Either in the late 17thC or during the early 18thC the remainder of Adwell’s Open-fields must have been Inclosed by Agreement.  In so small a Parish which was almost entirely owned by one Person, such a change must have been simple enough. The earliest record of it comes in 1786, when the Lady of the Manor was herself Farming all the Land of the Parish, including the Rector’s Glebe and the small Property belonging to the Lybbe Powys Family that was once the Property of Bec Abbey.  In 1818 she only had 99-acres in hand and a Tenant was Farming about 310 acres, and this was roughly the position in 1866 when the Parish was divided between the Home Farm (109 a.) & Adwell Farm (284 a.) and the Glebe (15 a.).  At the time of the Tithe Award in 1839 more than half of the Agricultural Land was Meadow or Pasture and there were 30 acres of Wood including a new Plantation of 9 acres.

The Terms of a Lease of Postcombe Farm made in 1846 may be taken as an illustration of Agricultural Practice in Adwell Parish.  It was to be Farmed according to the ‘best rules of husbandry preached in the neighbourhood‘; the Tenant was to fallow 1/5th of the Arable every year; have 1/5th in clover or another green crop; not to take more than 2 white corn crops in succession and that only once in 5-yrs; and not to break up any Meadow or Pasture under penalty of £50 an acre.  At this date, Home Farm (105 a.) had nearly twice as much Meadow & Pasture as Arable.  At the time of the Tithe Apportionment there were 225 acres of Arable and 164 acres of Meadow & Pasture.  In 1851 there was one large Farm of 300 acres in the Parish on which 12 Labourers were employed.

Adwell like other Parishes was badly affected by the Agricultural Depression. One sign of this is the drop in Population in the decades ending in 1871 & 1881, and another that Allotments were laid out in 1886 by the Lord of the Manor in order to alleviate the Poverty of the Cottagers; the Rents were 4d a Pole and the Land was not Ploughed up again until 1890.

Adwell did not share in the late-18thC increase in Population which is generally found in the Neighbourhood.  In 1676 there had been 35-Churchgoers over 16,  and in the 1st 3 Census Returns of the 19thC, there was an average of 40-Inhabitants.  A sharp rise took place in the decade after 1841 when numbers rose from 46 to 75.  This is probably to be explained by the letting of Adwell House to the Thornhill Family which with its 12-Employees totalled about 20 persons.  The number of 12-Houses recorded was the same as in 1781.  In the 20thC, the number of Inhabitants rose slightly from 64 in 1901 to 71 in 1951, but the change of the Boundary in 1953 had now left Adwell with only 41-Inhabitants.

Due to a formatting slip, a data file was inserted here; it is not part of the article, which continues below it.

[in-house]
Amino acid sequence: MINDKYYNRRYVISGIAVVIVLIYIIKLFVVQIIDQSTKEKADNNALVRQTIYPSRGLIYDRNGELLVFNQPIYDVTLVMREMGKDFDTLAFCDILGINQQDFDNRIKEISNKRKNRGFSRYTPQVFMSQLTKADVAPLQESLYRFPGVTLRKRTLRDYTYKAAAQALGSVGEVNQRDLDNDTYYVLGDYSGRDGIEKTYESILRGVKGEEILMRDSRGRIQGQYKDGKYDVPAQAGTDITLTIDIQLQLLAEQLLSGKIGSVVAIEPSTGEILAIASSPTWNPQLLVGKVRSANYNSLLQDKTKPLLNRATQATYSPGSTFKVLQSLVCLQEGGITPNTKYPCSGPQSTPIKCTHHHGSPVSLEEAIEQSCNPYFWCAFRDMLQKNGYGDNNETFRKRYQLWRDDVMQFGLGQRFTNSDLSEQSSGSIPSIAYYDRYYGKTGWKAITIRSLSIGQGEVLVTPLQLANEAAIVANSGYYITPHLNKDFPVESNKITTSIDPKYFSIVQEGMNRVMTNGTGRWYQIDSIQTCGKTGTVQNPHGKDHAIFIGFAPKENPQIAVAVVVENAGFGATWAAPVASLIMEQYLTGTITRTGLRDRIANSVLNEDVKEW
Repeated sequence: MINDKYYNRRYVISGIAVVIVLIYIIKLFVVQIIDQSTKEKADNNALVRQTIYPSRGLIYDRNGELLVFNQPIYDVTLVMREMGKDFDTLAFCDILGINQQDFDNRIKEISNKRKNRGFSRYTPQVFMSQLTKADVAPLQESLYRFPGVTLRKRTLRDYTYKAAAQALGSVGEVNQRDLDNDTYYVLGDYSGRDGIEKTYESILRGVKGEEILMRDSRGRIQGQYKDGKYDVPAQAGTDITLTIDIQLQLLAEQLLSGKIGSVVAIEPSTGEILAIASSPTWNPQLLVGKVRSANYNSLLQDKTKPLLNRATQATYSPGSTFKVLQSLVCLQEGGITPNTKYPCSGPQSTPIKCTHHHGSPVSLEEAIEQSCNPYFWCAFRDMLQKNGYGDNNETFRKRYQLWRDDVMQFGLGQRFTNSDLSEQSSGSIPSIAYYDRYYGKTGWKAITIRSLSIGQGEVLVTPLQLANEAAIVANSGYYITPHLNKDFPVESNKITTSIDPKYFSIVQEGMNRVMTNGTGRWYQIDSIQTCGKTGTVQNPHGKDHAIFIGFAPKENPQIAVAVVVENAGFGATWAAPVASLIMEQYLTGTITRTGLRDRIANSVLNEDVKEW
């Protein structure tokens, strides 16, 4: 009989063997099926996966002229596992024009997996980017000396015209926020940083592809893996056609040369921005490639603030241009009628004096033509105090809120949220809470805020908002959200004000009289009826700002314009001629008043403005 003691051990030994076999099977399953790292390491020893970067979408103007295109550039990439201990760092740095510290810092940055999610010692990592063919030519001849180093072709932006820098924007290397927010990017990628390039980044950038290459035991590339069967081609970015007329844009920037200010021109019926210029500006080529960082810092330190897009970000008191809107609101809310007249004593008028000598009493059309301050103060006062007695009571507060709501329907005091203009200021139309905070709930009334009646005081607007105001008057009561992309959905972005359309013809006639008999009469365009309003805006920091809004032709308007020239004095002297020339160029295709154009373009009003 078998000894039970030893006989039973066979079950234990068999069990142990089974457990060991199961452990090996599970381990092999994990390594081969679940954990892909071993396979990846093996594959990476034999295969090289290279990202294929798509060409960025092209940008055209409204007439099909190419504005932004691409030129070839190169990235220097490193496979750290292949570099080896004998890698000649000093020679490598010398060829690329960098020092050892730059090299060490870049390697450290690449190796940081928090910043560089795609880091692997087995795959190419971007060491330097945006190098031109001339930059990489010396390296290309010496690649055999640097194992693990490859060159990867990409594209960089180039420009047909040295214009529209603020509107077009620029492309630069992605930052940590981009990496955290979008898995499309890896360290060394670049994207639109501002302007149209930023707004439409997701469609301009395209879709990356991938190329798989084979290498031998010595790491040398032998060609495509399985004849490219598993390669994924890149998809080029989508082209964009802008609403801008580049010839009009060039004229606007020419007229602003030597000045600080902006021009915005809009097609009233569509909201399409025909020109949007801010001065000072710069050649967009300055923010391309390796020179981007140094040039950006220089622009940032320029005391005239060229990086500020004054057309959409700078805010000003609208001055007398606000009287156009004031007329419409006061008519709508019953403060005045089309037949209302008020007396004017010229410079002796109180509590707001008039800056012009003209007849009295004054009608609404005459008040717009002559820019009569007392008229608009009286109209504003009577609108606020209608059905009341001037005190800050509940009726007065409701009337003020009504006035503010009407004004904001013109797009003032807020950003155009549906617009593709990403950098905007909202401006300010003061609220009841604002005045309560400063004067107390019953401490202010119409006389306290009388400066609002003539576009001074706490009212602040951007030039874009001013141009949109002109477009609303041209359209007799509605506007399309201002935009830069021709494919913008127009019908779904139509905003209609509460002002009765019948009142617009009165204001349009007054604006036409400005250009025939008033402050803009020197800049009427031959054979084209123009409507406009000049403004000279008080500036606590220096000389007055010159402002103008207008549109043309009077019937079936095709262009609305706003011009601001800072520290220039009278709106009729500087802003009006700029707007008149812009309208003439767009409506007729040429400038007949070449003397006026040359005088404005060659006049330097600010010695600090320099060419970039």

Church. c.1865, incorporating some earlier features. By A W Blomfield for H Birch Reynardson.
Knapped Flint with Stone Dressings; old plain-Tile Roof; Stone Bellcote; Stone Chimney Stack to Ridge of Chancel Chapel. 4-Bay Nave; Chancel with Chancel Chapels. Gothic Revival style. Porch to left of Nave with re-set Romanesque Doorway of moulded round Arch on Columns; 19thC plank door. 2-light windows of reticulated Tracery to Nave. 2-light Y-Tracery window to Chancel Chapel.
Rear: lancets to Nave, except 2-light window of reticulated Tracery to right. 2-light Y-Tracery window to Chancel Chapel.
Eastend: 3-light intersecting Tracery window.
Westend: central Buttress, supporting Ornate Stone Bellcote, with flanking Lancets.
Interior: scissor-braced Roofs to Chancel & Chapels; arch-braced collar-truss Roof with King-posts to Nave; Minton encaustic Tile Reredos; Sedilia with re-set Early English Tracery; Gothick-style Monument to Frances Webb, c.1846 to North Chancel Chapel; Effigy of Knight holding his heart, partly covered by Chield, c.1300, to North Wall of Nave. 19thC Font on cluster columns; East window by H Hughes.

Adwell’s Original Parish Church is believed to have been Built late in the 12thC, although the earliest Documentation of it is dated 1254. It had only a Nave & Chancel. The latter may have been enlarged in the 13thC, judging by its East window which was early Decorated Gothic. In the 14thC new windows were inserted in the Nave and a new West Door was added. In 1553 the Building was recorded as having a Bell-cot with 2-Bells. All of the Walls were repaired around 1800, but by the early 1860s the Building was considered too weak to be restored. The old Church Building was Demolished and in 1865 it was replaced with a new Church of England Parish Church of St Mary designed by the Gothic Revival Architect Arthur Blomfield.  Blomfield’s design replicated the early Decorated style, but the new Building retained the South Doorway of the Old Church, which is in the transitional style between Norman and Early English Gothic. The new Church also retains the Memorials from inside the old one, including a Stone Effigy of a Knight from about 1300. The new Building has no Aisles, but has North & South Chapels arranged as Transepts either side of the Chancel. There is no Tower, but a Bell-cot with 1-Bell. The Bell dates from about 1350 and so may be from the old Church Building. St Mary’s Parish is now part of the Benefice of Thame.

Reproduced from VCH Oxfordshire XVIII (2016), available online at